It might seem like a pain in the neck to sock away a percentage of each paycheck in an employer-sponsored investment plan. But for many Americans, the 401(k) is the retirement device of choice, because it’s usually the simplest and most accessible option.
Besides, the 401(k) is a total workhorse: Its high contribution limits and income tax benefits make it a powerful financial tool, and it might even be a source of free money (an elusive phrase, at best) if your company offers an employer match.
These days, though, it’s hard to find a retiree with only one lifelong employer. Most of us work for several different businesses over the course of our careers. So what do you do with your old job’s 401(k) funds when you’re gearing up for your next chapter?
Whether you’re headed to a new company or striking out on your own, you have several options when it comes to bringing your hard-earned (and hard-saved) 401(k) dollars with you.
Cashing in (spoiler alert: don’t do this)
The first option — and the worst — is to cash in the account. Yes, a potentially significant windfall can seem like an attractive option, especially during a transitionary period. But because 401(k) contributions are made before income tax is assessed (unless you have a Roth 401(k)), you’ll be handing a significant chunk of that check directly over to Uncle Sam — not to mention the 10% early-withdrawal penalty if you’re not yet 59 1/2 years old.
Plus, you want to keep that money invested so the power of compound interest can leave you sitting pretty later on. So let’s move on to our other options.
Sometimes called a custodian-to-custodian transfer, a direct rollover is the ideal way to move your 401(k) funds. The cash stays invested, but the account moves to new management (i.e., your next employer). And since you never actually touch the money yourself, you won’t have to pay any taxes on it.
But there is one important caveat: Not all types of retirement plans are eligible to be directly rolled over into all others. And if your next gig doesn’t come with a 401(k), you may have to finagle a different option.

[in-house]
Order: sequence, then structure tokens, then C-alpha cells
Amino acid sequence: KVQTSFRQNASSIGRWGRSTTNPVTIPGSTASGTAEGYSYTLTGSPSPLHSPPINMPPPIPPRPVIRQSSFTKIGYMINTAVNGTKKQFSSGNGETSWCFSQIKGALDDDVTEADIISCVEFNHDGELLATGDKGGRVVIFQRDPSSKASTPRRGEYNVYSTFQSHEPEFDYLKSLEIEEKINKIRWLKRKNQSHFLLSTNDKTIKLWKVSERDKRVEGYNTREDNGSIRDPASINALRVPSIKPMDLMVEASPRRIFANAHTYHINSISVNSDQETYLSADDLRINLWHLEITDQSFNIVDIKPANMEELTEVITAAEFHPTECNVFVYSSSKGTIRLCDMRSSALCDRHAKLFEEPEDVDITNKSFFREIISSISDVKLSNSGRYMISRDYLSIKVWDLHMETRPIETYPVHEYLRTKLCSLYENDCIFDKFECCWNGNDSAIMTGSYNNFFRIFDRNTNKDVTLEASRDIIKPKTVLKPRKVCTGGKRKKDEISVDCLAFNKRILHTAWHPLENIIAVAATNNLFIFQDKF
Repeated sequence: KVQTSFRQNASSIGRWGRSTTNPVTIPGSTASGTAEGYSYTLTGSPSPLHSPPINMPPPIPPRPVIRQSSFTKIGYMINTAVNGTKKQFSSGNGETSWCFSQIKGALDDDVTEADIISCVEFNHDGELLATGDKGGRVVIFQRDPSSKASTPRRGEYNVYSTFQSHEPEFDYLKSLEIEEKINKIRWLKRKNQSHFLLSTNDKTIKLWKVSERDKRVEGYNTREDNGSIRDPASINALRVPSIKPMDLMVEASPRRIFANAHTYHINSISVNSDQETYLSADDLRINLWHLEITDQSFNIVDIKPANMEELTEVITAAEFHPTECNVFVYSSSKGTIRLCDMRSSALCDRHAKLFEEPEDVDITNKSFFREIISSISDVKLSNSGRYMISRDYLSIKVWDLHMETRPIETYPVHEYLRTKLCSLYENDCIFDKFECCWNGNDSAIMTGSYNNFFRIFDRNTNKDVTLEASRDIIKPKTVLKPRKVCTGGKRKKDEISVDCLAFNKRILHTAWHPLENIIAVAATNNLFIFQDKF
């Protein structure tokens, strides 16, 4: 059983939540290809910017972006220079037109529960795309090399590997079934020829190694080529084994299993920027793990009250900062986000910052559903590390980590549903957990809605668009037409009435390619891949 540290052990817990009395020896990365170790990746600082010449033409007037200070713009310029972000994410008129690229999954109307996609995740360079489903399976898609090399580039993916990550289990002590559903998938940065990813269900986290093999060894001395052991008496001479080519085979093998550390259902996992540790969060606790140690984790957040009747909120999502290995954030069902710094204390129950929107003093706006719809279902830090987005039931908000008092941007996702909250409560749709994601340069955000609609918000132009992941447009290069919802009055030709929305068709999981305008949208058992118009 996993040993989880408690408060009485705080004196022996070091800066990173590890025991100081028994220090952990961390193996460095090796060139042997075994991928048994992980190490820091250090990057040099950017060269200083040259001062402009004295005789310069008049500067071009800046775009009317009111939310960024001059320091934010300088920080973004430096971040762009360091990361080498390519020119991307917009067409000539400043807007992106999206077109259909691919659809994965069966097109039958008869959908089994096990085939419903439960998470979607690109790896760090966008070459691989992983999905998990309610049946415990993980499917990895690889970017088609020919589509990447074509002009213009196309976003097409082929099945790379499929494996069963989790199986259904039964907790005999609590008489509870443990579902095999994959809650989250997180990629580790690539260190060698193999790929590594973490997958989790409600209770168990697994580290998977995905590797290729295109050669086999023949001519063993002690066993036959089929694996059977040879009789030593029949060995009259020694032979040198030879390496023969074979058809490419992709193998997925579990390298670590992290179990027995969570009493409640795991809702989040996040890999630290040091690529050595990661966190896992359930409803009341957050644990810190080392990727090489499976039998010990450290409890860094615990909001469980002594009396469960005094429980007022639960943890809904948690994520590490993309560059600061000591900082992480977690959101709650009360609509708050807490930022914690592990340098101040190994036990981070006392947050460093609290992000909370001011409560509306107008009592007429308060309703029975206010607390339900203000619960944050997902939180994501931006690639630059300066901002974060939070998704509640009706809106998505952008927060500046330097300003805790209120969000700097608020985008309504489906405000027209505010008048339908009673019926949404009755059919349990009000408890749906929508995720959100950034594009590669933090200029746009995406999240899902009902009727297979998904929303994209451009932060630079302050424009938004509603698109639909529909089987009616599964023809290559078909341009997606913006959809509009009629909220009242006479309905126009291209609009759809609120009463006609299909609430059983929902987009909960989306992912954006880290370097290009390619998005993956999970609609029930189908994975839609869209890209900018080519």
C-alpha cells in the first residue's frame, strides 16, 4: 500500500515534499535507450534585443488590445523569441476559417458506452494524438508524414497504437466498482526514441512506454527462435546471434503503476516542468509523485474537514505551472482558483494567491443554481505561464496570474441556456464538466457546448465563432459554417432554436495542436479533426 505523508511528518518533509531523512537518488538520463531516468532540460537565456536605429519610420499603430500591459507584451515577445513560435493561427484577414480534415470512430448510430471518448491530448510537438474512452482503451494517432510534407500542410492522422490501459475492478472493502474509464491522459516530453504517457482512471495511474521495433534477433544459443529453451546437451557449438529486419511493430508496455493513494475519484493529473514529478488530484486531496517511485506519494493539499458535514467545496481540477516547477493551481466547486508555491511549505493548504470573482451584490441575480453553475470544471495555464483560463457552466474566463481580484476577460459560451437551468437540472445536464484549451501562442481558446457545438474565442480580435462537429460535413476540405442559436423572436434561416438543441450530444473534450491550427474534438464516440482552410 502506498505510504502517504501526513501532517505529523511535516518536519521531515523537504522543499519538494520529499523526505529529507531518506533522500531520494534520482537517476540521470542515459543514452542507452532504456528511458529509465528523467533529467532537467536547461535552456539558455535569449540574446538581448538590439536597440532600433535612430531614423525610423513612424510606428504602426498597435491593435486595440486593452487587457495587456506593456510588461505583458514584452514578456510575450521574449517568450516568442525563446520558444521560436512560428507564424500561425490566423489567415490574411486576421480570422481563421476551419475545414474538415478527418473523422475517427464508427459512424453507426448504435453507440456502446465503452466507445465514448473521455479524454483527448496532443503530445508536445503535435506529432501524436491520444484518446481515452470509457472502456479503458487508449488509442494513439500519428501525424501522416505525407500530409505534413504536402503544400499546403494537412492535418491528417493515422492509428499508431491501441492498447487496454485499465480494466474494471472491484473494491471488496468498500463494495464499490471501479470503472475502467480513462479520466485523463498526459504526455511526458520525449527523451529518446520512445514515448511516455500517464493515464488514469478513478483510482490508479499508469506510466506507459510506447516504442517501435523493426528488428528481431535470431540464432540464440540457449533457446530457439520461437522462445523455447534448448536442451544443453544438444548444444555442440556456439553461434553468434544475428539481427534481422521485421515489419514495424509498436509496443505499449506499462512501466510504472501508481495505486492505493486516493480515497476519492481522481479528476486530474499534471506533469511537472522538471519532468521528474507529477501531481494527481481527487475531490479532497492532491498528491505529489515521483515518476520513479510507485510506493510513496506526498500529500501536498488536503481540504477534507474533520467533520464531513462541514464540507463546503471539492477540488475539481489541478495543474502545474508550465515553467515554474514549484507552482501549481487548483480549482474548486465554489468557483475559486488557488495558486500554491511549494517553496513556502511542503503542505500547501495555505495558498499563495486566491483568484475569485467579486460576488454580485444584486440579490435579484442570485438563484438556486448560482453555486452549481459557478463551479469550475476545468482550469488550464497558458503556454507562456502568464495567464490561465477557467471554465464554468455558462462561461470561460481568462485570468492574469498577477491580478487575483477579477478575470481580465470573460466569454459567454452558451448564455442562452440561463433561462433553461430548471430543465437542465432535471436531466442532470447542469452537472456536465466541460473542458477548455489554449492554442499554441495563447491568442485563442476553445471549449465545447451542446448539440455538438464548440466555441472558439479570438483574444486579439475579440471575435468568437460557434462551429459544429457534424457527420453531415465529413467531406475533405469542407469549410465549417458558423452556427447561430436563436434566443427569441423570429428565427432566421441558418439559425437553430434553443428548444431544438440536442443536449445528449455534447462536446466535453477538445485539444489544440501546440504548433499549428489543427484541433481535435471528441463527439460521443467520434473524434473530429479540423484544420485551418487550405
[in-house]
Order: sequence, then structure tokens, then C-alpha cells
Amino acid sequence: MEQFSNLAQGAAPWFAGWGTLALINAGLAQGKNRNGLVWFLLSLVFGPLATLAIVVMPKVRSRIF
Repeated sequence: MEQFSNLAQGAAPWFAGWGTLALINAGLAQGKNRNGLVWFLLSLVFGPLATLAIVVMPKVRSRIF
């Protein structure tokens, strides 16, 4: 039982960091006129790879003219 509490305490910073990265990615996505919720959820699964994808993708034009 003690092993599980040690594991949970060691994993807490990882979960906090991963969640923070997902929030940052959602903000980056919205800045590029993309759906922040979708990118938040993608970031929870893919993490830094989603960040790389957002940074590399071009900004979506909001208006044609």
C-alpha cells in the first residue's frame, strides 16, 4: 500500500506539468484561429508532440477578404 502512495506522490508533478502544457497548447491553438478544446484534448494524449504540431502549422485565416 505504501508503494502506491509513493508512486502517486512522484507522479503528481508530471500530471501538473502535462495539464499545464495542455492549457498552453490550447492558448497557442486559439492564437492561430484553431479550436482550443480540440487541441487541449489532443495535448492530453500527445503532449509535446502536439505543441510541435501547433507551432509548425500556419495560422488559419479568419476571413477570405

The IRS offers a handy rollover chart to help you figure out which types of accounts are compatible. The good news: A traditional 401(k) can be rolled over into almost any other retirement account — though, depending on the target account type, there may be some qualifiers and stipulations. And if your 401(k) is a Roth type, you’ll have to move it into another Roth account, be it an IRA or another employee-sponsored plan.
Another option is the indirect rollover, wherein your employer cashes out the account and hands you a check, which you then manually reinvest. But this approach has some tax-related complications.
Since your 401(k) is funded with pre-tax contributions, the account administrator is required by the IRS to withhold 20% of the total to cover taxes. That means you’ll be getting a check for only 80% of your account total — and, again, if you’re under age 59 1/2, you’ll also be assessed a 10% penalty.
You can avoid all those charges by reinvesting the money into a new retirement account within 60 days. But you’ll have to reinvest the original account total, which means pulling some funds from your own pocket to make up the difference. (You later get the difference back in the form of a tax credit.)
Our best advice: If you can’t roll the funds directly into a new 401(k), open an IRA and keep letting the cash grow. Even if you get another employer-sponsored plan later on, it never hurts to have more than one retirement account at your disposal.
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